Course Objectives:


“Pluto should no longer be considered a planet.”


“The earth’s surface temperature is increasing at an alarming rate.”


“You need surgery.”


For the rest of your life, people will make scientific claims to you.  In some cases these claims will have little bearing on your lives.  In other cases, they will form the basis for decisions that will change the way you live.  In this class we will explore the natural sciences not simply as a compilation of facts, but as the results of a scientific process.  By the end of the semester, you will have the skills and knowledge necessary to know when a claim is justified and how well supported a scientific theory actually is.  Ten years after graduation, knowing the three classes of rock or the five kingdoms of life might not be very important to you, but being able to judge the merit of a scientific claim just might turn out to be the most important thing you learned in college.


Major Themes of the Course:

  • The nature of science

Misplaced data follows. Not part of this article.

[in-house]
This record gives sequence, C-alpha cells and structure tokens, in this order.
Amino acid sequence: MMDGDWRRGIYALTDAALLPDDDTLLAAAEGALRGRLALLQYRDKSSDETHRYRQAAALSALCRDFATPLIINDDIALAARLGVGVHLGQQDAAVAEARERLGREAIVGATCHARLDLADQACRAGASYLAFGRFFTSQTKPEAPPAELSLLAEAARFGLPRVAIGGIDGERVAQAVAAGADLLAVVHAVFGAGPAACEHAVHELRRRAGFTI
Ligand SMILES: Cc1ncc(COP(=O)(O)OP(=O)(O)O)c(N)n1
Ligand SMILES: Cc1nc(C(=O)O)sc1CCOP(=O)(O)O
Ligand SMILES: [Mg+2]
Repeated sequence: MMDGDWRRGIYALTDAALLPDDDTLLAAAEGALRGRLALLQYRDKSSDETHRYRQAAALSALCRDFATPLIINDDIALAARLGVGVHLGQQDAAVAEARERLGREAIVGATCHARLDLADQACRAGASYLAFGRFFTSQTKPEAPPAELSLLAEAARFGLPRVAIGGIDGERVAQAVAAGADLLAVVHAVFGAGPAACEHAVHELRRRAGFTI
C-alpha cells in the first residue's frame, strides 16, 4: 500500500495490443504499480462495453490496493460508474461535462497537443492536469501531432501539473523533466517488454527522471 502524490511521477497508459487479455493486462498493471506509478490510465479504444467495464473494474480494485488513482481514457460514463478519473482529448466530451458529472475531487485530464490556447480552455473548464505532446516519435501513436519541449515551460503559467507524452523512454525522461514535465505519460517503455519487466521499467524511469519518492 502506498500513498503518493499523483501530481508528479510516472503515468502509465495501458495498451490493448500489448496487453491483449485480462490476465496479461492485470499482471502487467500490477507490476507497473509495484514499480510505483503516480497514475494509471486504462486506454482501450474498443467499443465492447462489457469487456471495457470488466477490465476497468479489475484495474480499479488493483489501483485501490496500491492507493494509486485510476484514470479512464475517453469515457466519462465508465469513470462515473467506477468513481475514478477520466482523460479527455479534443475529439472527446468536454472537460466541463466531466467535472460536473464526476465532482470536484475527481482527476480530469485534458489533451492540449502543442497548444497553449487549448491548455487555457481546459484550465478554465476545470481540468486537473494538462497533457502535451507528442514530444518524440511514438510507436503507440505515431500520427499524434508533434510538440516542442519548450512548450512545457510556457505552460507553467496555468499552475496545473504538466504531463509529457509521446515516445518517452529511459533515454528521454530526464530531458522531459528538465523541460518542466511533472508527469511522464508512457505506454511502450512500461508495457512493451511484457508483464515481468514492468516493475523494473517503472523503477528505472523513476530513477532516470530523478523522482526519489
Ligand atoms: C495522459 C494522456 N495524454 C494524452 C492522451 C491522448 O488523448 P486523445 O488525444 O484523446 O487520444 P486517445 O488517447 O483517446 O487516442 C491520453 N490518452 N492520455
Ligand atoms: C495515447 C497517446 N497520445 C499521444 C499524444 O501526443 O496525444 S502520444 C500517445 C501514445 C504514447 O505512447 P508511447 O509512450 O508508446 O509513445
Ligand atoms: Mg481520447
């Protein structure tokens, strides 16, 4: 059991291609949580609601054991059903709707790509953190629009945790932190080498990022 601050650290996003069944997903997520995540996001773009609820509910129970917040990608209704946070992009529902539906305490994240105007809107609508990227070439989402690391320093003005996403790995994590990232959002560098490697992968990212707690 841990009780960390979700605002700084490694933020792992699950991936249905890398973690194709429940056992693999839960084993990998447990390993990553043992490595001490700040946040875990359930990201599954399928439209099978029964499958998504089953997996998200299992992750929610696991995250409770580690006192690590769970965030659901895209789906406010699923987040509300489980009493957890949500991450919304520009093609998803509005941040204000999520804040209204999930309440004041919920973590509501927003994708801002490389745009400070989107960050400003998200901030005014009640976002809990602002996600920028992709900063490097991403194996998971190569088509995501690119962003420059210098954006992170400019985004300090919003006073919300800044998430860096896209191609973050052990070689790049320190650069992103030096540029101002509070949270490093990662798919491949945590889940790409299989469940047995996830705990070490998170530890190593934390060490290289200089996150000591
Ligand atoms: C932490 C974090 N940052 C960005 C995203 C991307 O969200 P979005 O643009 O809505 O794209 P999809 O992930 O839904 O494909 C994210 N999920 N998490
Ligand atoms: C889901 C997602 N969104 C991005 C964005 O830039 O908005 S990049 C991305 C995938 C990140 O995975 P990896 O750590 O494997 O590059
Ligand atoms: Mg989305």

• Observation and classification as tools for discovery
  • The interplay of fact and theory
  • Ecosystems and their components
  • Interactions between the natural world and the physical environment
  • Evolution and adaptation
  • The importance of scientific awareness


Tools and Techniques:

  • Group discussion
  • Critical thinking and personal reflection
  • “Hands-on” approach to scientific exploration
  • Data collection and analysis
  • Presentation of scientific findings
  • Extensive field experience


There are three main learning objectives for this course which represent three different levels of knowledge about nature.  By the end of this course, students should be able to:


-          “What element is the primary component of the atmosphere?”

-          “What is a sedimentary rock?”

-          “How do we know the composition of the atmosphere?”

-          “How do you tell a sedimentary rock from an igneous rock?”

-          “How might you determine the composition of the atmosphere on Venus?”

-          “Given this sample of sedimentary rock, what can you tell about its depositional environment?”